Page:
WALLINGFORD — Starting Friday, families were encouraged to do their grocery shopping one person at a time. The recommendation comes after Gov. Ned Lamont ordered grocers to limit the number of people in the store at any one time to 50 percent of capacity.
The new directive, another attempt to limit the spread of coronavirus, could prompt even more consumers to use delivery and pickup services, which are mostly at capacity.
On Monday night, Gwendolyn Arral decided to ask the Wallingford CT Community Facebook forum for help getting groceries to her at-risk parents.
The couple, in their 70s, live in Yalesville. Her father has prostate cancer. Because they knew they were high-risk for contracting the coronavirus, they turned to online grocery delivery services. But due to increasing demand, came up short.
“My mom was really upset and she couldn’t find anything available with the shopping services online,” said Arral, a Torrington resident.
The post soon amassed over 100 comments, most from people offering to help for free, even though she offered to pay.
“I was completely surprised and deeply moved, as was my mom,” she said.
Arral said her parents were able to place a pickup order with ShopRite for the weekend. She will probably ask someone who responded to her post to help.
“So many people volunteered,” Arral said. “There’s still so much kindness, there’s still so much good in the world still.”
Her experience is not unlike many in the region looking to get groceries remotely.
When her mom scheduled a pickup with ShopRite, she had to call the customer service department to confirm the time, because the website kept giving her error messages.
ShopRite says the demand for online shopping services is at an all-time high.
“We are working to increase capacity and expand available time slots for pickup and delivery,” the company’s website says.
They ask customers to keep in mind in-store inventory affects orders, as well as purchase limits for certain products.
The increasing demand for delivery services means more work for Instacart shoppers too.
Meriden resident Jennifer Matias said before the coronavirus reached the state, she was doing Instacart part-time, but decided to do it full-time when the amount of orders grew exponentially. Now she usually puts in 12-hour days.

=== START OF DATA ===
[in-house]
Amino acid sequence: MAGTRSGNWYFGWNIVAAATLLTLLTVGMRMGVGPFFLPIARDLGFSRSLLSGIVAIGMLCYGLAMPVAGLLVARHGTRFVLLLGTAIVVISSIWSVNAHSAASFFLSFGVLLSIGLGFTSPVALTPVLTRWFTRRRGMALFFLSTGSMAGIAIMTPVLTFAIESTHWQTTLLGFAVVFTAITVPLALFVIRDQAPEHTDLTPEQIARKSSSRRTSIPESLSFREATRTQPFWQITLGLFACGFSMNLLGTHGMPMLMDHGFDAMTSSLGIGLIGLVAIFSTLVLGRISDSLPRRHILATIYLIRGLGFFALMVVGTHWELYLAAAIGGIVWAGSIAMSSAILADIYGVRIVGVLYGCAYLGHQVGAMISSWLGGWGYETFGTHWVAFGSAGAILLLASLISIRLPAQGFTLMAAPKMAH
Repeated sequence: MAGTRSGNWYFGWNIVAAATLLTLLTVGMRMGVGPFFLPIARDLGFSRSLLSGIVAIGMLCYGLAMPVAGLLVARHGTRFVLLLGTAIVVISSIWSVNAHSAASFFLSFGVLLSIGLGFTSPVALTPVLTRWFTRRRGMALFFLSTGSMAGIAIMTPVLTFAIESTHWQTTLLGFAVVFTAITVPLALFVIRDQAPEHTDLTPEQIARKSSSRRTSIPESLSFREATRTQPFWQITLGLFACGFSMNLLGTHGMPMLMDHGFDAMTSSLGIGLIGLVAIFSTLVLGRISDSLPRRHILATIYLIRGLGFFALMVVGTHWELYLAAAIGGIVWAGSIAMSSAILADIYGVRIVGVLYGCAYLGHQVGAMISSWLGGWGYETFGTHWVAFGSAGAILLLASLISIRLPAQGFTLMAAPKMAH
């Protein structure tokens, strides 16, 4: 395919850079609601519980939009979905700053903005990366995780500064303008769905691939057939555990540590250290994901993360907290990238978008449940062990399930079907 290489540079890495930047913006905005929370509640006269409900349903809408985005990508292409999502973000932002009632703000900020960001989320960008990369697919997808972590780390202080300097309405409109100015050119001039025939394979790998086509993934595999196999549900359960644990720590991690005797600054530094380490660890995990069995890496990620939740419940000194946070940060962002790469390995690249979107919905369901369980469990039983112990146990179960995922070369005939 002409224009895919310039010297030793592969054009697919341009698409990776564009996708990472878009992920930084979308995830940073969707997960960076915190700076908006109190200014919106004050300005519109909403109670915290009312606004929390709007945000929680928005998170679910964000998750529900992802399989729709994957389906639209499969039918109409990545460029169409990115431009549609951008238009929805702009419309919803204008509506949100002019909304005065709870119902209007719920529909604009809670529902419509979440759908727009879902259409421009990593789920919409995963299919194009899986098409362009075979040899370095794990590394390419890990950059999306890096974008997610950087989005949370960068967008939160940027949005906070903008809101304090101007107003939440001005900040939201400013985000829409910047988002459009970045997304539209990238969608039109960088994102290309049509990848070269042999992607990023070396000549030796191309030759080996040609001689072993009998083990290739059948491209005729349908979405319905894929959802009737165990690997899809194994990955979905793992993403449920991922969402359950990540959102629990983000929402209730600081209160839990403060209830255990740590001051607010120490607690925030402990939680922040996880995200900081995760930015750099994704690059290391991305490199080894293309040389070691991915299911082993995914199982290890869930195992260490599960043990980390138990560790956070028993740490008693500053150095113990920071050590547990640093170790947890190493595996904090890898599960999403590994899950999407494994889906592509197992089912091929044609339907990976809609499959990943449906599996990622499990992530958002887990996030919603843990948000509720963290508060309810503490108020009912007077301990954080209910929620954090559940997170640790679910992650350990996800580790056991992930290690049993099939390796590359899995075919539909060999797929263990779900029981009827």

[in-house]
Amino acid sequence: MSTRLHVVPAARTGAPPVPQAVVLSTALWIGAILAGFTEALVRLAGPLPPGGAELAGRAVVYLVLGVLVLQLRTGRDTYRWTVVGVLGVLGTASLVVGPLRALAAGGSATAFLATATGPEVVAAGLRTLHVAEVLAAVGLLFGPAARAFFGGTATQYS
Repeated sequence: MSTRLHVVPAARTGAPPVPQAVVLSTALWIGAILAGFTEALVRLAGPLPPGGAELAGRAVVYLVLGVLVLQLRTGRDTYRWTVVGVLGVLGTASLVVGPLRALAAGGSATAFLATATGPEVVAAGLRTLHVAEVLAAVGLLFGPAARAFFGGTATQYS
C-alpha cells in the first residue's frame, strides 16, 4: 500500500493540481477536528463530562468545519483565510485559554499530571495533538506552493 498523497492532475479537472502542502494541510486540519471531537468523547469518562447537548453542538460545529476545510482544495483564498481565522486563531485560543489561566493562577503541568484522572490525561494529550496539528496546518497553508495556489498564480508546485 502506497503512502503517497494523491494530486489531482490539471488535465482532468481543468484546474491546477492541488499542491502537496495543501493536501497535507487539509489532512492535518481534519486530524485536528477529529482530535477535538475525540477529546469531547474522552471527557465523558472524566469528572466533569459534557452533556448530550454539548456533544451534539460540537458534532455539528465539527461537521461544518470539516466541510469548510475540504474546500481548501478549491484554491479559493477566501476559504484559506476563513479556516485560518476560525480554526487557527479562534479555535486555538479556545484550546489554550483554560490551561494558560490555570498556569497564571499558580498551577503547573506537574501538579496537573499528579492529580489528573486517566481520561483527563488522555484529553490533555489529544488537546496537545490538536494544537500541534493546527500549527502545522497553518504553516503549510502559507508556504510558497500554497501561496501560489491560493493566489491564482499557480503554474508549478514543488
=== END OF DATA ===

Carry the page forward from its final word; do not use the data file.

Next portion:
“The high demand right now is crazy,” Matias said. “It’s been a lot of orders.”
Even while she’s filling up more and more orders, she’s seeing more Instacart shoppers in the grocery stores too. This week in Stop & Shop, she said there were 5 or 6 fulfilling different orders at the same time.
Customers make a “batch” through the Instacart app for a specific grocery store. Then shoppers —- independent contractors who have to pass a background check — pick up the items at the store and deliver them to the home. Customers can choose a delivery without any contact, which lets the driver leave the groceries outside their door.
Matias said most of the customers are middle-aged and older. She’s glad she can shop for them, because she knows how important it is that they stay home right now.
“They’re very appreciative,” she said.
As the number of coronavirus cases increases across the state, the demand for online grocery shopping follows.
Stop & Shop suspended its pickup service, but is still offering Peapod deliveries. However, the supermarket has acknowledged challenges due to an “unprecedented demand” and delivery times are extremely limited.
“We expanded availability of delivery times, but given the challenge of keeping items in stock, we can’t expand any more at this time,” the company said.
On Tuesday, delivery times from 6 a.m. to 10 p.m. were sold out through April 13. The website did not show future dates.
“Lower product availability doesn’t mean that you can’t get the products that you need. We can often substitute out of stock items for similar items under a different brand name,” said a message posted on the website.
Walmart is experiencing similar problems with the demand for pickup and deliveries.